The launch and landing happened around 7 am local time, and my house is only a few miles from the landing zone. So, I'm taking my morning shower, and I hear the boom. I'm thinking "Sounds like a SpaceX landing or a rapid unplanned disassembly". Then my houseguest from out-of-town yells into the bathroom: "David, I think something just hit the house!".
Me: "No, hun, that's what a rocket landing sounds like. Go check the internet, I'm pretty sure we're okay."
Best of luck to SpaceX, and thank you for not launching (and landing) any earlier in the morning!
I don't believe it's likely that we'll see recovery of an orbital velocity stage anytime soon.
Just look at how much larger the first stage (mass almost all propellant) is compared to the second stage (large fraction of the mass is the payload).
That fact is incredibly relevant for getting to orbit - however, it is not at all relevant for surviving re-entry, where all that matters is your kinetic energy.
I was mostly just correcting your "one-sixteenth of the energy required for orbit" statement. I agree that reentering at 7.8 km/s is much more difficult than 2.0 km/s, but the second stage is smaller and more spherical than the first stage. That might make reentering it a bit easier than if it had the shape of the first stage.
(If that made no sense, it's a variation on an old freshman physics joke.)
Oh, I wouldn't be so pessimistic.
"Considering trying to bring upper stage back on Falcon Heavy demo flight for full reusability. Odds of success low, but maybe worth a shot." - Elon Musk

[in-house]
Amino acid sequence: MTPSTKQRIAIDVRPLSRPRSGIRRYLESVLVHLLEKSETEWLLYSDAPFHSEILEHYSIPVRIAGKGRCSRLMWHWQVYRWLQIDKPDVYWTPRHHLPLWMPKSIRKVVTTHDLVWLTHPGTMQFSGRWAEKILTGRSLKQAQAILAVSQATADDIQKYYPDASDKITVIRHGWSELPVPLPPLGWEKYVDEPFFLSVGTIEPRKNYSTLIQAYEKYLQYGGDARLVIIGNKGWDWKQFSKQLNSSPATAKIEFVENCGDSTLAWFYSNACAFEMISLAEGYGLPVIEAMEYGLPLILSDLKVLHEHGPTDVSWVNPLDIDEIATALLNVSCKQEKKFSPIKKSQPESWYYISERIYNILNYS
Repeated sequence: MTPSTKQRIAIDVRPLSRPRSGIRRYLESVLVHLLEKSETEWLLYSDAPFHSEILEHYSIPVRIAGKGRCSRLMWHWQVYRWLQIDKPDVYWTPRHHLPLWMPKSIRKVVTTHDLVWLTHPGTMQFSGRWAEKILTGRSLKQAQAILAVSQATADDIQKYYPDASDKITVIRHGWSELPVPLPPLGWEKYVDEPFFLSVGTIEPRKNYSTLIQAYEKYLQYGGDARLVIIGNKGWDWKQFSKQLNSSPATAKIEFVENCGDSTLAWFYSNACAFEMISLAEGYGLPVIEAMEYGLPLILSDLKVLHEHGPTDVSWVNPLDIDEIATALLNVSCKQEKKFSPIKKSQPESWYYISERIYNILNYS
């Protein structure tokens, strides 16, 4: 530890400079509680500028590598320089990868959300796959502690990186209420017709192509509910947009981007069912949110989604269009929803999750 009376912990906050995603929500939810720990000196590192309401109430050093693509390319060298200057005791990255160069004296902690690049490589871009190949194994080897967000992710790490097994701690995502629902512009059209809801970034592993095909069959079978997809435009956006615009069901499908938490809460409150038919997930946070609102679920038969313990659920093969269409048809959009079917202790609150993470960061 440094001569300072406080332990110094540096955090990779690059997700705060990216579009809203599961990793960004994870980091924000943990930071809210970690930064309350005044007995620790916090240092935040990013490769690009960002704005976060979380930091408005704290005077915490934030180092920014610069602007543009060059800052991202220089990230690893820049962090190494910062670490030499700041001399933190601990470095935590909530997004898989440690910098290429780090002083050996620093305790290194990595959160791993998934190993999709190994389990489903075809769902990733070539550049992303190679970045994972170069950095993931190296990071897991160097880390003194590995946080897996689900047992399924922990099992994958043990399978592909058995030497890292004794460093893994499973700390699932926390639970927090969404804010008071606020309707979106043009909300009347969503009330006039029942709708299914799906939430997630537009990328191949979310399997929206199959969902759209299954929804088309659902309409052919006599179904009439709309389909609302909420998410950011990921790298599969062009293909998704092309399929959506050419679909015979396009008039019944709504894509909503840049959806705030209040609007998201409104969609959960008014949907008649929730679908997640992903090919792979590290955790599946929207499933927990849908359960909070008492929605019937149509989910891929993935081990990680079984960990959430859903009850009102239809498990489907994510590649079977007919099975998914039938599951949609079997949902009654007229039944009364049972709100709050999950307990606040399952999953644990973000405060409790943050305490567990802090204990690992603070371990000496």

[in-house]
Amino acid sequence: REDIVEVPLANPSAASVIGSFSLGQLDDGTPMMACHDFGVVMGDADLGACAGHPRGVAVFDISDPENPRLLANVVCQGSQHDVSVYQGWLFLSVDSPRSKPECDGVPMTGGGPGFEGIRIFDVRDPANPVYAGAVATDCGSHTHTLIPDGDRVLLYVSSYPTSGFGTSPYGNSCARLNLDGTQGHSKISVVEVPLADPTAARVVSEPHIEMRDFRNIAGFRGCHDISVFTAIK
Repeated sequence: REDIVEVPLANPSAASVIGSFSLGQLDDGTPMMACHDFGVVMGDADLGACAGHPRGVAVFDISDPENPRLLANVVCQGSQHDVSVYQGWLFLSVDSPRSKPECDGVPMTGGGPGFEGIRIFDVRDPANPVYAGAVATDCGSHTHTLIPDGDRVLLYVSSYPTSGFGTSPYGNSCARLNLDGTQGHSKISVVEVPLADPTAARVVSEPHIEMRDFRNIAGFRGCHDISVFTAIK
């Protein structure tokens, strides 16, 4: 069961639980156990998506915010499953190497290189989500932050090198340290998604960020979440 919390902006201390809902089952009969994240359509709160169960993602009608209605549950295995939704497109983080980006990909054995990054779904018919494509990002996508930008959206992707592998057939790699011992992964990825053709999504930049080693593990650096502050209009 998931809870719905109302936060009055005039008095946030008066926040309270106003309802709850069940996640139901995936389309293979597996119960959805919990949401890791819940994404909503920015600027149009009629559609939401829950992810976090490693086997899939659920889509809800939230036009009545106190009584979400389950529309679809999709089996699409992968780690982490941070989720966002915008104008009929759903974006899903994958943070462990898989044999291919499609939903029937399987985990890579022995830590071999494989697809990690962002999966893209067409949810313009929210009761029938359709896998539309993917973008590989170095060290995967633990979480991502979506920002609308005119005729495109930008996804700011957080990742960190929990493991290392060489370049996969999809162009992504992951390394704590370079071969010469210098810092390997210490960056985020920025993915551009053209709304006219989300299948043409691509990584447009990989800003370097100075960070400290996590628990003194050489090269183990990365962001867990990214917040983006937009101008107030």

Remember, everyone said they would never land the first stage....
Also, if they don't do it now, it's obvious they are working on it / thinking about it. Wait five years.
Everyone? That's a bit hyperbolic.
I understand it's a very different beast, but why do you think this is so much harder technologically? We bring things back from orbital velocity routinely, indeed much more frequently than anyone landed a rocket vertically prior to SpaceX.
Minor nit: the Falcon Heavy demo flight (with upper stage recovery attempt) is set for late THIS year, it's just that Musk puts the odds of successful upper stage recovery fairly low: https://twitter.com/elonmusk/status/847882289581359104
Musk is "fairly confident" to have upper stage reuse operational by sometime next year:
Musk is notorious for doubling down on bets when the first bet seems like it most likely will succeed. I would bet you we'll see upper stage recovery within 1 or 2 years, with reuse of that stage within 2 to 4 years. (Particularly if SpaceX doesn't suffer another major failure within the next 2 years... Failures are always a significant possibility in this business given enough launches.) That counts as pretty darned soon.
So, adapting the first-stage recovery strategy is not an obvious slam dunk -- in fact, it might very well be worth considering alternatives involving parachutes if you can get the thing intact through re-entry. (Note that the Falcon 9 v1.0 first stages on which they actually tried parachute recovery are believed to have not gotten that far -- they reportedly broke up before the parachutes even deployed.)
The devil is in the details, of course.
I wonder how many people at SpaceX are cleared to know what the payload is. What are the finer points of payload integration in such a situation?
Does Elon even know what his own company just launched?
"The patches’ relative obscurity changed in 2000, with the launch of a payload known as NROL-11. The mission patch depicted what appeared to be owl eyes peering down at the Earth, where four arrow-shaped vectors, two per orbit, made their way across Africa. Three of the vectors were white, and one was dark. Based solely on studying the design, civilian satellite watcher Ted Molczan hypothesized that the patch showed a failed satellite (the dark vector), and that the newly launched satellite would take its place.